Patrick Moraz was gone, Ray Thomas was back, and unfortunately Mike Pinder was still long gone. 1991 found The Moody Blues releasing their fourteenth studio album and while they would remain a concert attraction, the sales of their albums would begin to decline.
Keys Of The Kingdom was similar to Sur la Mer and The Other Side Of Life as there were some excellent tracks mixed in among the average. There was no unifying theme but rather what appeared to be just a random group of songs thrown together. Patrick Moraz’s departure also found the group eliminating the dominant synthesizer sounds and moving in a much lighter direction, similar to Chicago and other light pop/rock bands of the time.
Justin Hayward and John Lodge were now firmly in control of the group and they would write or co-write ten of the eleven tracks. It would be Ray Thomas, however, who would contribute the most interesting material. His “Celtic Sonant” was a welcome addition as his clear baritone rising above the harmonies and his flute weaving its intricate sounds in and out of the other instruments was a look back to the classic days of the group. While you can never go back completely, this song was a fun visit to the group’s musical past. He also co-wrote “Never Blame The Rainbows For The Rain” with Justin Hayward. While his contributions on the actual track are limited, the song bears his stamp. It is a poetic and melodic look at aging and is one of the album’s stronger compositions.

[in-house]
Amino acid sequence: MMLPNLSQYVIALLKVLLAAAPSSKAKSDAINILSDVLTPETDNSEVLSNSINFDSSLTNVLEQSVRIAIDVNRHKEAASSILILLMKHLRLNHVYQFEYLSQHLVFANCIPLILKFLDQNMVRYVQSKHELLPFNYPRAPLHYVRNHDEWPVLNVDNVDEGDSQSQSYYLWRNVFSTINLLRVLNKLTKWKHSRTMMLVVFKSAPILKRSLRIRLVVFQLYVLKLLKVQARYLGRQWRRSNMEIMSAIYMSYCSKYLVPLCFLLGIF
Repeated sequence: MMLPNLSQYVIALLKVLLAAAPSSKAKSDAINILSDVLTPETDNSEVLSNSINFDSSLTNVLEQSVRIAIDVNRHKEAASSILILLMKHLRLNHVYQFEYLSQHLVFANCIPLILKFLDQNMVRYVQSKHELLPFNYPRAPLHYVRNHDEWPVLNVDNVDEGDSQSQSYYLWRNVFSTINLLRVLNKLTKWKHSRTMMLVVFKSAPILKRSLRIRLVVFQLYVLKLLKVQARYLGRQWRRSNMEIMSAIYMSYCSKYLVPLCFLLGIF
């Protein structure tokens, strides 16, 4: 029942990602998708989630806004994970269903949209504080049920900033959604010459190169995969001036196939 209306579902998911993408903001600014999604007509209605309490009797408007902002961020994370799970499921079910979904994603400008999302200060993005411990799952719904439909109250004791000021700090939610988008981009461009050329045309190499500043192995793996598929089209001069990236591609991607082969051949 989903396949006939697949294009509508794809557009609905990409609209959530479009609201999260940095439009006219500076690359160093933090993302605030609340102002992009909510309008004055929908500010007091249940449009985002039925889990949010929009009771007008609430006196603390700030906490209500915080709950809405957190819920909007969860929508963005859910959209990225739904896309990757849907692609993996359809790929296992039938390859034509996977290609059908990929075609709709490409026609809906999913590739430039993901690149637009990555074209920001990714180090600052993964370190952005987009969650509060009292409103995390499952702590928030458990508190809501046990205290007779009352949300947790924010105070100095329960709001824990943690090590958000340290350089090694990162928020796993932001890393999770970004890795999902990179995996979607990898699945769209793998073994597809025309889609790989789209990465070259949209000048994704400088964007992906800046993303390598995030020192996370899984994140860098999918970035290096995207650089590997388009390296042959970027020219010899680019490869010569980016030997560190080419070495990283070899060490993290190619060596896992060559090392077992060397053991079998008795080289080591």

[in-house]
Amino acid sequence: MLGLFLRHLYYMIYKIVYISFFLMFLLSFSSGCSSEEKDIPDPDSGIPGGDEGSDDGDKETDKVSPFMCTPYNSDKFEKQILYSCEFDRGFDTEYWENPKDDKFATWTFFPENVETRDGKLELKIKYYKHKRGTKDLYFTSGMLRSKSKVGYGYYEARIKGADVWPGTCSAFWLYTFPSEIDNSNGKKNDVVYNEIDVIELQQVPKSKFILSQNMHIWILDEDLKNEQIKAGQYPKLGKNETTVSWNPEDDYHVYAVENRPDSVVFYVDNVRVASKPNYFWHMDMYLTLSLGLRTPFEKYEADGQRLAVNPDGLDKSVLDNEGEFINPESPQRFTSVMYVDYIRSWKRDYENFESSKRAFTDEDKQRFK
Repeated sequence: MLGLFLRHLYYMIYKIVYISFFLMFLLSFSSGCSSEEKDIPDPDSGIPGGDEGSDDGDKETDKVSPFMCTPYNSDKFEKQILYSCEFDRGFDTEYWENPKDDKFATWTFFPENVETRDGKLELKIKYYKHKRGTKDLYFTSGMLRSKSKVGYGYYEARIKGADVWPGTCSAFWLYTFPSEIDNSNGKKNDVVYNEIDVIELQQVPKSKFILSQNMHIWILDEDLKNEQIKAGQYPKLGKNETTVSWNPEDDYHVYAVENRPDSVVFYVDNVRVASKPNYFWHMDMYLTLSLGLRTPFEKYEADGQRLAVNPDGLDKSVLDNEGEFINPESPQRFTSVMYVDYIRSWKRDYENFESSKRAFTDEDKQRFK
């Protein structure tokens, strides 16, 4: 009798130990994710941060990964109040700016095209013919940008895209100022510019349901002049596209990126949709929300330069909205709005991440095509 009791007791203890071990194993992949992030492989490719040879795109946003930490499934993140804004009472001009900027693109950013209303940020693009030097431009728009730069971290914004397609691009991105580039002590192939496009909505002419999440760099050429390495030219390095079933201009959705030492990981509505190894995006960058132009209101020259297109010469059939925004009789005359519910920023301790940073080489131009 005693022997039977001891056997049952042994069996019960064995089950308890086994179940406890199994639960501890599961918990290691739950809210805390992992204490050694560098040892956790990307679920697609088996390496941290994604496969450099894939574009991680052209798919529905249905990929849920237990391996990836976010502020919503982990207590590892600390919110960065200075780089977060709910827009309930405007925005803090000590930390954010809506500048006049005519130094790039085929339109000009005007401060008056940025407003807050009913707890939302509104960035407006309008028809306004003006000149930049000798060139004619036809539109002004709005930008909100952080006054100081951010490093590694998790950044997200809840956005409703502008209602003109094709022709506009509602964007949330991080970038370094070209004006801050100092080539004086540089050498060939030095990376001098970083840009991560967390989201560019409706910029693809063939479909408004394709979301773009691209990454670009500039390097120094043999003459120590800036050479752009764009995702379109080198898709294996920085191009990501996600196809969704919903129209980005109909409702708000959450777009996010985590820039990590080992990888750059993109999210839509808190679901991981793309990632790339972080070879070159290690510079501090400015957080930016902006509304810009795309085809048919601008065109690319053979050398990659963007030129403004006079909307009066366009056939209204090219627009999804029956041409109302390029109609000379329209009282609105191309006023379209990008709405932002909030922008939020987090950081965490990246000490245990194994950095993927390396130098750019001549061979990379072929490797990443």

There are two other very good songs by Justin Hayward. “Say It With Love” is an anthem type production while “Bless The Wings (That Bring You Back)” is a gentle love song that makes effective use of some strings to support its mood. While there is nothing wrong with his other love song, “Hope and Pray,” by this time in his career many of his compositions were taking on a sameness which made them indistinguishable from one another.
John Lodge contributed three solo efforts and while none are outstanding they are at least solid in places. “Lean On Me (Tonight)” is a thoughtful love song and “Magic” is upbeat if average.
The real miss is Hayward’s “Say What You Mean (Parts I and II)” which was outdated in 1991.
Keys Of The Kingdom was a release that came and went without much notice or fanfare. As with many of The Moody Blues post-classic, seven albums, it is enjoyable in places but certainly not essential.